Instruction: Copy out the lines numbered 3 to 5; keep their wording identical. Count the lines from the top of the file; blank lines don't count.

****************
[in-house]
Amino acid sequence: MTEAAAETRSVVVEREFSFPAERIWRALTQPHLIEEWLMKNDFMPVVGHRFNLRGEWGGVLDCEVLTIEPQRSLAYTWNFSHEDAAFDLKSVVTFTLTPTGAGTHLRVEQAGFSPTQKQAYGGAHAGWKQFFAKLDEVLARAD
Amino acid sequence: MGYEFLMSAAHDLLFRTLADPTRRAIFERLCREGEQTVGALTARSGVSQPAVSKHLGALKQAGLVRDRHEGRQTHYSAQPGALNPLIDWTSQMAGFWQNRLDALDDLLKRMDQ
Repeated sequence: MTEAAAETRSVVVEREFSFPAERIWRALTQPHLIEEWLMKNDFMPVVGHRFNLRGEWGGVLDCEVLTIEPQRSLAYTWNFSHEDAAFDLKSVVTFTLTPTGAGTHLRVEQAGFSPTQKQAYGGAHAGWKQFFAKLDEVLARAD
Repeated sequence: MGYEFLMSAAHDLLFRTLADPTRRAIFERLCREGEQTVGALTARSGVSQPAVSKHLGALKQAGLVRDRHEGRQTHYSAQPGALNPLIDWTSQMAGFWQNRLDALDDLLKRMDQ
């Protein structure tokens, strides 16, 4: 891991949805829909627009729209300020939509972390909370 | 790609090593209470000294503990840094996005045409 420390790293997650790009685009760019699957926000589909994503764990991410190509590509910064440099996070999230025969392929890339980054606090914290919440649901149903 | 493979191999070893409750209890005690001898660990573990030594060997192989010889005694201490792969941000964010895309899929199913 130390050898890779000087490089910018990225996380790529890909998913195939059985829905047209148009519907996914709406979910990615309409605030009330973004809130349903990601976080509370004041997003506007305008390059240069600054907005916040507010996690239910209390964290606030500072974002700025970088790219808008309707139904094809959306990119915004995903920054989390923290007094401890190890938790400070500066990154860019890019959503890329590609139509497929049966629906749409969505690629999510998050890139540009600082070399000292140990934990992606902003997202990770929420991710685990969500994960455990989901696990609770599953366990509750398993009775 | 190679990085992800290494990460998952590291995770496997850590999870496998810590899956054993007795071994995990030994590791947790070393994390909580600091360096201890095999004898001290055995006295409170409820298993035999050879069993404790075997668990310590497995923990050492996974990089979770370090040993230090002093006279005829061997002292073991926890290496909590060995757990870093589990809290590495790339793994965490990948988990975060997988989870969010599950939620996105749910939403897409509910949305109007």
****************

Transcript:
Amino acid sequence: MGYEFLMSAAHDLLFRTLADPTRRAIFERLCREGEQTVGALTARSGVSQPAVSKHLGALKQAGLVRDRHEGRQTHYSAQPGALNPLIDWTSQMAGFWQNRLDALDDLLKRMDQ
Repeated sequence: MTEAAAETRSVVVEREFSFPAERIWRALTQPHLIEEWLMKNDFMPVVGHRFNLRGEWGGVLDCEVLTIEPQRSLAYTWNFSHEDAAFDLKSVVTFTLTPTGAGTHLRVEQAGFSPTQKQAYGGAHAGWKQFFAKLDEVLARAD
Repeated sequence: MGYEFLMSAAHDLLFRTLADPTRRAIFERLCREGEQTVGALTARSGVSQPAVSKHLGALKQAGLVRDRHEGRQTHYSAQPGALNPLIDWTSQMAGFWQNRLDALDDLLKRMDQ